You’re setting up a company (or a new division or maybe even a new brand) and you’d like to use email to communicate with your customers. In this series of posts I’m going to touch on some of the things you can do today to make email life easier for you in the future. Today’s final post is on DNS hosting and setup.
5. DNS hosting
DNS is what lets you actually use the domain you’ve registered. It lets people find your website, find your mailserver and everything else you do online. Because of that, it’s a critical service, as if your DNS is down, all your online presence down.
It’s not too difficult to run DNS yourself on your own server – we run part of our DNS infrastructure on a virtual server we rent from chunkhost for a few dollars a month – but it works just as well to use a third-party service for it. There are dedicated DNS providers, such as zoneedit, ultradns, dyndns and many others, but it’s also a service that many of your existing service providers probably offer too. Your web host, your ISP and your domain registrar probably offer DNS hosting bundled for free with your other services – and that’s good enough if you’re just starting out.
There are some things the DNS provider you choose must be able to offer:
- They must be prepared to host your domain. That sounds obvious, but some providers will only serve DNS for domains registered through them, or for websites they host.
- They must provide a way for you to see and edit your DNS yourself, typically via a web interface – some providers will happily host your DNS, but only let their staff modify it. If you’re trying to diagnose a problem in an emergency trying to do that via opening support tickets is going to be painful.
- They must offer MX records, with the ability to point to hosts outside the domain (allowing you to outsource your corporate mail service easily, if needed)
- They must offer TXT records, not just “support SPF”. This is needed to set up SPF records and some implementations of DKIM, needed for email and brand authentication (amongst other things) and is useful to prove you own the domain for things like Google webmaster tools.
- They must offer NS records, allowing you to delegate parts of your domain to someone else. This is needed to set up some implementations of DKIM, needed for email and brand authentication.
6. Set up your DNS
The details will vary but to give you some idea of how a DNS zone can look here’s a sample dns zone for a fairly minimal setup for the domain tupid.org, with DNS hosted by hover, a webserver at 220.127.116.11 and a mailserver (for both inbound and outbound mail) at 18.104.22.168, using SPF but no other authentication. The magic number 86400 is the number of seconds in a day – it means that we’ll ask the internet to cache these results for one day.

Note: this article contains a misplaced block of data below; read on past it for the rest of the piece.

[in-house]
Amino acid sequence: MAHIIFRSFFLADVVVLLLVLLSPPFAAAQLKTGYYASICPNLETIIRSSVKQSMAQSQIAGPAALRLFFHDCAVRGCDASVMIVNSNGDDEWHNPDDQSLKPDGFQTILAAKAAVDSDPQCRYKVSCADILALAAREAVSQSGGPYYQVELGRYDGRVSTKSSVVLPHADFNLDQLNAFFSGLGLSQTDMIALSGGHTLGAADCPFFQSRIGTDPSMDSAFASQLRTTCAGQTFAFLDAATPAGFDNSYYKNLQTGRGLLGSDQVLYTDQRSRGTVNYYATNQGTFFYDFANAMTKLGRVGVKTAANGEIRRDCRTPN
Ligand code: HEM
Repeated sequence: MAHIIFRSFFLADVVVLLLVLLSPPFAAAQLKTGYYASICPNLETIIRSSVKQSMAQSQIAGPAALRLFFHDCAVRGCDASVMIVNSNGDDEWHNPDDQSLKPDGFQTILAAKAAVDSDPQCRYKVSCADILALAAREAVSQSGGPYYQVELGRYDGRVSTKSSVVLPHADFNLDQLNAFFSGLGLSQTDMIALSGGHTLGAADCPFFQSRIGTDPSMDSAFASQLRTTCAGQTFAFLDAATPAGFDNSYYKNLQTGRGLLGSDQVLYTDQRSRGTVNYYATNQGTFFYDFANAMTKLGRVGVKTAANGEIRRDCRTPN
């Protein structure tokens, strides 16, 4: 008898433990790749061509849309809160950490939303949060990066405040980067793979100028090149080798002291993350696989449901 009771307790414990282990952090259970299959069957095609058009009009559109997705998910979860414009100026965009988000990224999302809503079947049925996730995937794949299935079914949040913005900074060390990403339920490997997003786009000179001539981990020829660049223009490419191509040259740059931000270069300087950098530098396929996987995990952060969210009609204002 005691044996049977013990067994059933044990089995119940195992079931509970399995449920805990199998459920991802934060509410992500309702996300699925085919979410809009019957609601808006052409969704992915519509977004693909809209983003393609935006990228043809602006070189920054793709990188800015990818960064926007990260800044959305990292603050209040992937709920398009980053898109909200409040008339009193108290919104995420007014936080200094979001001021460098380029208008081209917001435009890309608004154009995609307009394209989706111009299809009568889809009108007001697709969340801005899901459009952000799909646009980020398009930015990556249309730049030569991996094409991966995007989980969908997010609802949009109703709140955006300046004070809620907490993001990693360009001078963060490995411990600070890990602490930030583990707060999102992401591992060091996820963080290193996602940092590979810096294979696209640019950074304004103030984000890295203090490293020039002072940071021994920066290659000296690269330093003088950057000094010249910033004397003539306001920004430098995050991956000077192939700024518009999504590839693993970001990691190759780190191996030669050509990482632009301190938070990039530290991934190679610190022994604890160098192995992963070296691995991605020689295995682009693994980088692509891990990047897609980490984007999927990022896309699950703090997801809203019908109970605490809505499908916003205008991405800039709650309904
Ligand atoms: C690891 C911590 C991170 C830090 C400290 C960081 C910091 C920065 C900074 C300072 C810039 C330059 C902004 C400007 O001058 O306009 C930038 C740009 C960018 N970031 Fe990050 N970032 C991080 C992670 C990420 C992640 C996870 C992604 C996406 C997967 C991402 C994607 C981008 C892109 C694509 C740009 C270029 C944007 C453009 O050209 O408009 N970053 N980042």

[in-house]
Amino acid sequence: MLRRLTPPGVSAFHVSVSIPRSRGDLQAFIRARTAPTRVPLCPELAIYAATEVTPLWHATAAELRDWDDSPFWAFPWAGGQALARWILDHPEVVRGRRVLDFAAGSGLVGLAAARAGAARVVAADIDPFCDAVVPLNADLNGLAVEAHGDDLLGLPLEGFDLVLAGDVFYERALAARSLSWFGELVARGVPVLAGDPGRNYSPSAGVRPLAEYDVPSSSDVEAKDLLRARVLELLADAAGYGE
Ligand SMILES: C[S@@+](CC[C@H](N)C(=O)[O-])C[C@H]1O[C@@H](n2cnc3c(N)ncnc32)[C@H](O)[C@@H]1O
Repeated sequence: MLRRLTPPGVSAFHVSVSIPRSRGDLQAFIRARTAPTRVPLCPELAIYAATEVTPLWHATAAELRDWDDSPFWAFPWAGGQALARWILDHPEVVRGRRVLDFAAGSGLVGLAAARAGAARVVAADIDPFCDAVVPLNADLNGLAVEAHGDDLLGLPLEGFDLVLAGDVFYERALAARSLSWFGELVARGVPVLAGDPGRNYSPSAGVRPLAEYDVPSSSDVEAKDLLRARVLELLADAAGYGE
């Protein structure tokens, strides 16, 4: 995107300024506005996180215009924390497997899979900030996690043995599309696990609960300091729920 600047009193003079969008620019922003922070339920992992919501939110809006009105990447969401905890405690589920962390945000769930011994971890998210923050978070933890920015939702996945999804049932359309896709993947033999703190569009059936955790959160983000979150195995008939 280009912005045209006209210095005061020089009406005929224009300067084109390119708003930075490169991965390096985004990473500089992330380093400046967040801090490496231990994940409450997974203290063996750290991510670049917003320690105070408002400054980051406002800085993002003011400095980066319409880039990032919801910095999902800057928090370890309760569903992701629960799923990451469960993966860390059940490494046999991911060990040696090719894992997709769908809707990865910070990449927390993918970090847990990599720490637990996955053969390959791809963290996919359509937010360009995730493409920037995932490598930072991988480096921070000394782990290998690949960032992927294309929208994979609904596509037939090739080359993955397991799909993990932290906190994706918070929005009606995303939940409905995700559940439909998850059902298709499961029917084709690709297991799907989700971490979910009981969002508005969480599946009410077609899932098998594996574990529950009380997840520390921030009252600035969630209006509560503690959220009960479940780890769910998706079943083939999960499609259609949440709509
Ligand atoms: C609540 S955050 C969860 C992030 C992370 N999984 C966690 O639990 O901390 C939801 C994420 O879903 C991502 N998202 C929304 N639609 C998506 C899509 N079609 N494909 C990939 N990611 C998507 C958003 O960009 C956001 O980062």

; The two nameservers for the domain - these must match the domain registration tupid.org 86400 NS ns1.hover.com tupid.org 86400 NS ns2.hover.com ; The webserver, both with and without it's www. www.tupid.org 86400 A 22.214.171.124 tupid.org 86400 A 126.96.36.199 ; The mailserver tupid.org 86400 MX 10 mail.tupid.org mail.tupid.org 86400 A 188.8.131.52 ; SPF records for the mail we send tupid.org 86400 TXT "v=spf1 ip4:184.108.40.206 ~all"
And here’s how that might evolve, if we keep using our own mailserver, but also send some bulk mail through ExactTarget and we set up a “corporate” mail subdomain – corp.tupid.org – as we discussed in part one. To make things interesting, we’ll host our corporate email via Google Apps, and we’ll set up some DKIM for our customer facing mail (using the DKIMCore approach).
; The two nameservers, just as before tupid.org 86400 NS ns1.hover.com tupid.org 86400 NS ns2.hover.com ; The webserver, just as before www.tupid.org 86400 A 220.127.116.11 tupid.org 86400 A 18.104.22.168 ; Our main mailserver tupid.org 86400 MX 10 mail.tupid.org mail.tupid.org 86400 A 22.214.171.124 ; Our SPF record for our customer facing domain tupid.org 86400 TXT "v=spf1 ip4:126.96.36.199 include:cust-spf.exacttarget.com ~all" ; DKIM for mail sent through us 1330146224.tupid._domainkey.tupid.org. 86400 TXT ( "v=DKIM1;t=s;p=MIGfMA0GCSqGSIb3DQEBAQUAA4GNADCBiQKBgQCyR8fIJ5EVHkAap+qPnh/hHYQx" "Cw4cMDY8RoHG2C1EfNCl0Kj6sZm5D8I42aB71nSxOyv6SwwlOa7VZx5vFe7VXkXp" "YKHQNR+ulpFCdrT2qp/K6G7wKRgdkzGNhQCvxUaAelOgviWIl+NkfnwvvMMiN5Gy" "yD2oIFhQXB0h1tlf4wIDAQAB") ; DKIM for mail sent through ExactTarget exacttarget._domainkey.tupid.org 86400 NS dkim1.exacttarget.com exacttarget._domainkey.tupid.org 86400 NS dkim2.exacttarget.com email.tupid.org 86400 MX 10 reply.exacttarget.com ; Our corporate email, via google corp.tupid.org 86400 MX 1 aspmx.l.google.com corp.tupid.org 86400 MX 5 alt1.aspmx.l.google.com ; SPF for our corporate domain corp.tupid.org 86400 TXT "v=spf1 ip4:188.8.131.52 include:_spf.google.com ~all"
And that’s it – the basics of setting up DNS for an email-friendly company.